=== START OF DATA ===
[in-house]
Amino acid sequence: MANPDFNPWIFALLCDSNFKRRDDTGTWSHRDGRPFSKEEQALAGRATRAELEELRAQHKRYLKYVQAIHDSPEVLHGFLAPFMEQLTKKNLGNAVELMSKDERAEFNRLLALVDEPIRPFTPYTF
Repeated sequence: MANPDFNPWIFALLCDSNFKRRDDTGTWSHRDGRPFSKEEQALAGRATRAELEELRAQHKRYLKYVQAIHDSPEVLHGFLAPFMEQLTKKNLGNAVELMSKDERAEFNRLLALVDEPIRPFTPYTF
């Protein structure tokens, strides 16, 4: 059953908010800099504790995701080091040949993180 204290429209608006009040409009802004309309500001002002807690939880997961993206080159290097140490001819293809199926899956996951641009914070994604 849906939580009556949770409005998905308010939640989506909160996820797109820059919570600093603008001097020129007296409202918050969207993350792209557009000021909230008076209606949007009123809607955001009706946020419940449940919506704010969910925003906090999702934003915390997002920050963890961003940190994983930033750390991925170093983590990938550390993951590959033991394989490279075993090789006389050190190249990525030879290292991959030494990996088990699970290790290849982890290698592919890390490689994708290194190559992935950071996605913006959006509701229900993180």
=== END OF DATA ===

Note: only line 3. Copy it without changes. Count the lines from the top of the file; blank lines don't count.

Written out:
Repeated sequence: MANPDFNPWIFALLCDSNFKRRDDTGTWSHRDGRPFSKEEQALAGRATRAELEELRAQHKRYLKYVQAIHDSPEVLHGFLAPFMEQLTKKNLGNAVELMSKDERAEFNRLLALVDEPIRPFTPYTF